"As Gregor Samsa awoke one morning from uneasy dreams he found himself transformed in his bed into a gigantic insect-like creature."
-The Metamorphosis, Franz Kafka
After an uneasy offseason the Canucks have awoke (or not) to find themselves transformed into a gigantic Rocky 6-like disappointment. What has changed? Slow starts aside this team doesn't even look like a shadow of its old self. The team, its fans and management, all seemed to think the losses of Raffi Torres and Christian Ehrhoff wouldn't affect the on-ice performance, after all they had Chris Tanev, now in the AHL and injured, and Cody Hodg-slug to replace them. The only problem is Ehrhoff was the lynch-pin of the Canucks greatest asset, their powerplay, and Tico set the pace physically.
I feel the Canucks are at a crossroads: Do they try to recreate last year's team identity with new parts or do they carve out a new one?
Unfortunately for AV and Co. I don't feel today's league with its parity and loser-points allows for a team to work its way through an identity change at this stage of the season, that's what the pre-season is for. I truly feel the coaching staff and management need to reflect on what made the Canucks a dominant force last season and recreate it with new personnel.
So what made the Canucks so good last season that is missing now?
1 - Energy Line: The Sutter brothers introduced us to the idea of an "Energy Line", usually the third unit, which featured speed and physicality. Traditionally the Energy Line plays a chip-n-chase style forcing opposition d-men to retrieve pucks tactically placed in the corners as offensive wingers strike with speed. The biggest benefit was not felt by this line but by others who capitalized on the mistakes the opposition make in their own end knowing they need to rush the play to avoid a crushing hit. How do they address this? Promote Aaron Volpatti (the new Raffi Torres?) and Max Lapierre to third line duty. They are one-two in hitting amongst Canuck forwards. Give diminutive Andrew Ebbet a look on this line. His play-making ability will maintain a level of scoring threat on a line that will play about 15 minutes a game.
2 - Mobility on D: The Canucks d-corps were lauded in last year's playoffs for stymying the opposition forecheck by moving pucks quickly out of their own zone. Keith Ballard was relegated to the press box despite the expectations that his pay scale and the package of prospects given up to acquire him suggested. For the team to play their best they need to play the best options, and right now that doesn't include Kevin Bieksa. If this team is to recapture the magic of last season then they need that level of puck movement that is sorely missing with the departure of Christian Ehrhoff. Lucky for them they have great pro scouting and acquired Alex Sulzer in the offseason. He might be the best passer on the backend and he was the only Canuck d-man to finish with a plus rating last night despite playing just 15 minutes. The team can't afford to let Bieksa work through this rough patch playing 20+ minutes, he's too much of a liability right now. Bump Kevin back to third pairing with whomever they settle on back there. Sulzer can pair with Hamhuis while Bieksa rebounds, the spot beside Alex Edler vacated by injured Sami Salo can be filled temporarily by Keith Ballard, not that he has earned it.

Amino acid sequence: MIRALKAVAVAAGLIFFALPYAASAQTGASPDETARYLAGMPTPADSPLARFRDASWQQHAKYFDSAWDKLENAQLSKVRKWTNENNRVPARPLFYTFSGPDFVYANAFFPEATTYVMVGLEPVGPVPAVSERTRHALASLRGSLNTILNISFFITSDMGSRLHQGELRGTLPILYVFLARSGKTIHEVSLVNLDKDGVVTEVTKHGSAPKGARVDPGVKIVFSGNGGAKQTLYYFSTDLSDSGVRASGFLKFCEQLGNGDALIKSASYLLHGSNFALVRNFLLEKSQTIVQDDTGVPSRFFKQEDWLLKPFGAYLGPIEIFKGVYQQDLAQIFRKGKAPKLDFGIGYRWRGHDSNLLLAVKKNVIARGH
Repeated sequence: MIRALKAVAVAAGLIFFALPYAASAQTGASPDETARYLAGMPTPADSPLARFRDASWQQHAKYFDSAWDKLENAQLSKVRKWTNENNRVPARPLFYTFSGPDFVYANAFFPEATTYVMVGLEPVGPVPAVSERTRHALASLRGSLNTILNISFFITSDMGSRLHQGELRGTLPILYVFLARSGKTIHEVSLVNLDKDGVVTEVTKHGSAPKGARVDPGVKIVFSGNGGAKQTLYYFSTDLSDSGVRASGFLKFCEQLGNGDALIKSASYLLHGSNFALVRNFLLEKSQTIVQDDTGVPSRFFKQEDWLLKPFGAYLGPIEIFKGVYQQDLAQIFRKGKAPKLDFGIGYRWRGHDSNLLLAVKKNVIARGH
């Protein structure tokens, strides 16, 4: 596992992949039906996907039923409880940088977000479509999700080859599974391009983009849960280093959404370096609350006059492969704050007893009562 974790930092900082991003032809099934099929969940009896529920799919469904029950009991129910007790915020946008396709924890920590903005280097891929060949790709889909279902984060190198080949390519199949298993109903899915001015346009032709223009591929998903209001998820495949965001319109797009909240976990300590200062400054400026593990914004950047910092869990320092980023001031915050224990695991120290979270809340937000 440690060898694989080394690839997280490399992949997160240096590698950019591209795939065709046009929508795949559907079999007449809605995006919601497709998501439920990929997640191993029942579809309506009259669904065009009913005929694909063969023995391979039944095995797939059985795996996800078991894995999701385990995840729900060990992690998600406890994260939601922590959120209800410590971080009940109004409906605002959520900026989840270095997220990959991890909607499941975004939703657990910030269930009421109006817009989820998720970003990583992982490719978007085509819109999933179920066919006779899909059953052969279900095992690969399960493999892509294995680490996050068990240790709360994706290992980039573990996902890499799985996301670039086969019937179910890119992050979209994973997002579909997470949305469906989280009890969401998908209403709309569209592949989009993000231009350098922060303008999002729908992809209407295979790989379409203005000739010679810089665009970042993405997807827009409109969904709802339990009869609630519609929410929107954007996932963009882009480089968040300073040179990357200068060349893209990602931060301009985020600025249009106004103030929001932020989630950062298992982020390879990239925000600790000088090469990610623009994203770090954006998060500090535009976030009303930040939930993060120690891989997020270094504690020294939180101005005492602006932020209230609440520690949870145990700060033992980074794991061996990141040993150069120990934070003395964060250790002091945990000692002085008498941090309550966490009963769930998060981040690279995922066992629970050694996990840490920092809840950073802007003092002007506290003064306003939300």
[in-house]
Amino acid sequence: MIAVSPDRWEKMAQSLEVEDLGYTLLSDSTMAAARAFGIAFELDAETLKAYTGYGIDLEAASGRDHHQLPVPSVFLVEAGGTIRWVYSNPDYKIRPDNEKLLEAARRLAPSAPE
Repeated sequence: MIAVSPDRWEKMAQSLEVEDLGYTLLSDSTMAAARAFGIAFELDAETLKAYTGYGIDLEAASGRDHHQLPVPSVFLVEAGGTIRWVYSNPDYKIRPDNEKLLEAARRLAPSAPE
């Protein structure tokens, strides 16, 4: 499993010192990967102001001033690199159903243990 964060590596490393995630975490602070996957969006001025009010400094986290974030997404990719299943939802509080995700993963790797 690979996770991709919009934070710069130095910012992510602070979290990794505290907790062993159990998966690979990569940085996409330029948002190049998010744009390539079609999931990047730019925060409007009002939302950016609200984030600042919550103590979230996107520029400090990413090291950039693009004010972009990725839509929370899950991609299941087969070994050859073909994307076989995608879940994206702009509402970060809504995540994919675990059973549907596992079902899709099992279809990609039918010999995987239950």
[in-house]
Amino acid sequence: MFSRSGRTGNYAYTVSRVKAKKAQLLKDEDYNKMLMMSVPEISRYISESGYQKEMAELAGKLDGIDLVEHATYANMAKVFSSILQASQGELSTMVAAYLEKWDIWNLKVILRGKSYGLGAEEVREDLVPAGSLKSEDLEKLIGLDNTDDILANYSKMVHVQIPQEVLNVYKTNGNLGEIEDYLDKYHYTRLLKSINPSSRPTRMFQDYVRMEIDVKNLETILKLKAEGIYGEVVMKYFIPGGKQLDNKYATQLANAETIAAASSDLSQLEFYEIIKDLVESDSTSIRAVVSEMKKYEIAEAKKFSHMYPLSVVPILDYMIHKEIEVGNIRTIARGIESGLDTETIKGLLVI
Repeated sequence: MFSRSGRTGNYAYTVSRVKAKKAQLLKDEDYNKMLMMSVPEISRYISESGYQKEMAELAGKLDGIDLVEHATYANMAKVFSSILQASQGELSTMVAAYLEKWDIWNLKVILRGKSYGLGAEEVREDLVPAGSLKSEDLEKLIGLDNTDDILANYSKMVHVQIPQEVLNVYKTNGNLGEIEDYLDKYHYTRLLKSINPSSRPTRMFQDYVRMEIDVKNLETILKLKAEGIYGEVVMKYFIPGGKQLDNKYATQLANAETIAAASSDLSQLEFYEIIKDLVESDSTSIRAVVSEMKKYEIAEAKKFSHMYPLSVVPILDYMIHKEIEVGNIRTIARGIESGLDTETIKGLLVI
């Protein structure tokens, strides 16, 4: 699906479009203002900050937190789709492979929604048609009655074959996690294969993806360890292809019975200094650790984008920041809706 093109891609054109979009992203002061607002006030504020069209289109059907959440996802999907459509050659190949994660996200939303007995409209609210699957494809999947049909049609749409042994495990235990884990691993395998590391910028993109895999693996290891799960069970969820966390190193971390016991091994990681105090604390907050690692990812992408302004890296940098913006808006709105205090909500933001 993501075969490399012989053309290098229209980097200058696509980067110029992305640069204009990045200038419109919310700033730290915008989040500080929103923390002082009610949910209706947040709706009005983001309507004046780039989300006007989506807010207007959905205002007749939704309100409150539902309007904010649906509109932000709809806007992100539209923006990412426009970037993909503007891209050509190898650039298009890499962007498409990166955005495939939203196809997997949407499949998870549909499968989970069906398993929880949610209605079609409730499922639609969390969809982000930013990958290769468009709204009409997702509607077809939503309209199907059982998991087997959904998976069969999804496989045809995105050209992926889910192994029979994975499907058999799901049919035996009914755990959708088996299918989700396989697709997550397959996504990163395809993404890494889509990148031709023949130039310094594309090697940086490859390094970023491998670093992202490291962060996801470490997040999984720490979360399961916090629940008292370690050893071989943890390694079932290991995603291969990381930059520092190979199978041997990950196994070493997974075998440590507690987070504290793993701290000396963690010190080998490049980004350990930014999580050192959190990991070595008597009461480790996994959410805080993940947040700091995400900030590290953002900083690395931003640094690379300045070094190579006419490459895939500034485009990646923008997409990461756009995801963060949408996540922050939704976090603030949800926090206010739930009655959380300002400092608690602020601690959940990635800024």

3 - Great Goaltending: The Canucks duo of Roberto Luongo and Cory Schneider won the Jennings trophy for lowest GAA last season. Lou was a Vezina candidate and Schneider a blossoming rookie. This year the tables are turned. Lou isn't getting it done and Schneider is looking like the better goalie. Like Bieksa, Lou can't be afforded the luxury of working through this slow start. Cory Schneider needs to continue to get more starts.
Last year the secondary scoring took a big hit. Mason Raymond had an off year and Mikael Samuelson failed to reach the 20 goal mark. Raymond is out with injury and Samuelson was part of the trade that brough in David Booth, this leaves Cody Hodgson to find a place on the second line, but when Burr and Raymond are healthy again there won't be room for him in the top six and he needs to be playing meaningful minutes, if not in the NHL then in Chicago with the Wolves. He can't be expected to develop in to a top six player bouncing around positions and lines with the Canucks.
If the Canucks don't learn from the past they won't get a chance to repeat it. The Northwest is a lot tougher than most hockey pundits felt it would be and the Nux don't have the flexibility to play .500 hockey through November. If I were AV my line-up card for Sunday's game in Chicago would be as follows:
Sedin Sedin Booth
Higgins Kesler Hodgson
Volpatti Lapierre Ebbett
Weise Malhotra Hansen
CANUCKS and LIONS PODCAST: http://soundcloud.com/josh-statham/epi4complete